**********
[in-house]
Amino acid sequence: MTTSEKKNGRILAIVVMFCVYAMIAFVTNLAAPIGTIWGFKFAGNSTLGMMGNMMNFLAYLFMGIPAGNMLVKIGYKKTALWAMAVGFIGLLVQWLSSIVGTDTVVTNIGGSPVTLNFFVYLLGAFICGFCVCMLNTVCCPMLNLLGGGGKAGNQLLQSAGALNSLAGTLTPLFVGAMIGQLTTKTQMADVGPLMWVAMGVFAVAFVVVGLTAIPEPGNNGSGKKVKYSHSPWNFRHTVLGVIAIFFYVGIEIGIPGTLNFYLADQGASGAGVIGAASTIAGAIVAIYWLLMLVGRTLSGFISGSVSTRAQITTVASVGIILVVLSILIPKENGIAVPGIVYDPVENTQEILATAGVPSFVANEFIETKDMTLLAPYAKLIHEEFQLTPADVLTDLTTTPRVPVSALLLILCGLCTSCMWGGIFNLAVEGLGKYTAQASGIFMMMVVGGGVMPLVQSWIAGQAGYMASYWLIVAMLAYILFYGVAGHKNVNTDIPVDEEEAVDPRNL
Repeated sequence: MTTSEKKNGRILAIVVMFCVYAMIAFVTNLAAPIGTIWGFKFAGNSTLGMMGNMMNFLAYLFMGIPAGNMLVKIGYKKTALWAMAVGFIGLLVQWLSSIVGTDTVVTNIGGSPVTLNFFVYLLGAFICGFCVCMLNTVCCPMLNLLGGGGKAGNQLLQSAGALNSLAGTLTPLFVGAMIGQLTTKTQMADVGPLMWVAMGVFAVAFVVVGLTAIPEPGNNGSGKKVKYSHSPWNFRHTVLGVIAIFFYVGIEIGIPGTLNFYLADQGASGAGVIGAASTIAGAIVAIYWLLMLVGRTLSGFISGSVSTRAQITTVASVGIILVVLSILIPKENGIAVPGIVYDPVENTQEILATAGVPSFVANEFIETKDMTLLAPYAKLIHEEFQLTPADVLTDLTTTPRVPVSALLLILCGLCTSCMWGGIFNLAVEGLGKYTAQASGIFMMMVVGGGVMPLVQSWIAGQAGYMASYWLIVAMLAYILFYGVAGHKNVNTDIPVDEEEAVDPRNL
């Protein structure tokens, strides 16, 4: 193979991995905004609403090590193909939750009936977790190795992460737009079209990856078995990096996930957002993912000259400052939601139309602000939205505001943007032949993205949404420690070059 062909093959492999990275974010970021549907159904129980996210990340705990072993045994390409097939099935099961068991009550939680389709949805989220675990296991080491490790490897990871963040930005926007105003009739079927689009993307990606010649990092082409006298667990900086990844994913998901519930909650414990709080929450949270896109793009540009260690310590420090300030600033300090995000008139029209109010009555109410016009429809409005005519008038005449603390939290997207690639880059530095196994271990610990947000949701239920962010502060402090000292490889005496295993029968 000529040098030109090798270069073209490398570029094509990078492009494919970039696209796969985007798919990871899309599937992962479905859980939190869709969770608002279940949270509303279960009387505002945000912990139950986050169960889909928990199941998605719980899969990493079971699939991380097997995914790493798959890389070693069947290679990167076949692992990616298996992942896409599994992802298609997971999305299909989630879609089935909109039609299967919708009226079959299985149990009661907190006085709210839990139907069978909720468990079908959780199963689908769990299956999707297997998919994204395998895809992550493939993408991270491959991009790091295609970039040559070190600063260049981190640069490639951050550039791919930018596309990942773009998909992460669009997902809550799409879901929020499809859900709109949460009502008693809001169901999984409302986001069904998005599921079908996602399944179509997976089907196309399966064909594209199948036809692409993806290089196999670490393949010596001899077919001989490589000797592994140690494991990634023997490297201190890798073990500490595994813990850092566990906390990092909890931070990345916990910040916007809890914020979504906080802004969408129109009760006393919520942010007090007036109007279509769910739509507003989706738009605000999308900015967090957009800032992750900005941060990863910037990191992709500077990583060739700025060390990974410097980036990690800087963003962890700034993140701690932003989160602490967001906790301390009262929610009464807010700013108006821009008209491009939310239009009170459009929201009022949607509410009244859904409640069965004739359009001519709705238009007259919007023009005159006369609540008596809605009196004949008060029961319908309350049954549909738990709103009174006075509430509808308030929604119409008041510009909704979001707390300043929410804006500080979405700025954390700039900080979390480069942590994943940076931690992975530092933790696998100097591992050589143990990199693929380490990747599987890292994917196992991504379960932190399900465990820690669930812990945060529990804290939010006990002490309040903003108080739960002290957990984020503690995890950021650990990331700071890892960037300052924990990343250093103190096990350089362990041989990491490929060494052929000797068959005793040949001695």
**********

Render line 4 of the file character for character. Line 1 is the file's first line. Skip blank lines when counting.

């Protein structure tokens, strides 16, 4: 193979991995905004609403090590193909939750009936977790190795992460737009079209990856078995990096996930957002993912000259400052939601139309602000939205505001943007032949993205949404420690070059 062909093959492999990275974010970021549907159904129980996210990340705990072993045994390409097939099935099961068991009550939680389709949805989220675990296991080491490790490897990871963040930005926007105003009739079927689009993307990606010649990092082409006298667990900086990844994913998901519930909650414990709080929450949270896109793009540009260690310590420090300030600033300090995000008139029209109010009555109410016009429809409005005519008038005449603390939290997207690639880059530095196994271990610990947000949701239920962010502060402090000292490889005496295993029968 000529040098030109090798270069073209490398570029094509990078492009494919970039696209796969985007798919990871899309599937992962479905859980939190869709969770608002279940949270509303279960009387505002945000912990139950986050169960889909928990199941998605719980899969990493079971699939991380097997995914790493798959890389070693069947290679990167076949692992990616298996992942896409599994992802298609997971999305299909989630879609089935909109039609299967919708009226079959299985149990009661907190006085709210839990139907069978909720468990079908959780199963689908769990299956999707297997998919994204395998895809992550493939993408991270491959991009790091295609970039040559070190600063260049981190640069490639951050550039791919930018596309990942773009998909992460669009997902809550799409879901929020499809859900709109949460009502008693809001169901999984409302986001069904998005599921079908996602399944179509997976089907196309399966064909594209199948036809692409993806290089196999670490393949010596001899077919001989490589000797592994140690494991990634023997490297201190890798073990500490595994813990850092566990906390990092909890931070990345916990910040916007809890914020979504906080802004969408129109009760006393919520942010007090007036109007279509769910739509507003989706738009605000999308900015967090957009800032992750900005941060990863910037990191992709500077990583060739700025060390990974410097980036990690800087963003962890700034993140701690932003989160602490967001906790301390009262929610009464807010700013108006821009008209491009939310239009009170459009929201009022949607509410009244859904409640069965004739359009001519709705238009007259919007023009005159006369609540008596809605009196004949008060029961319908309350049954549909738990709103009174006075509430509808308030929604119409008041510009909704979001707390300043929410804006500080979405700025954390700039900080979390480069942590994943940076931690992975530092933790696998100097591992050589143990990199693929380490990747599987890292994917196992991504379960932190399900465990820690669930812990945060529990804290939010006990002490309040903003108080739960002290957990984020503690995890950021650990990331700071890892960037300052924990990343250093103190096990350089362990041989990491490929060494052929000797068959005793040949001695």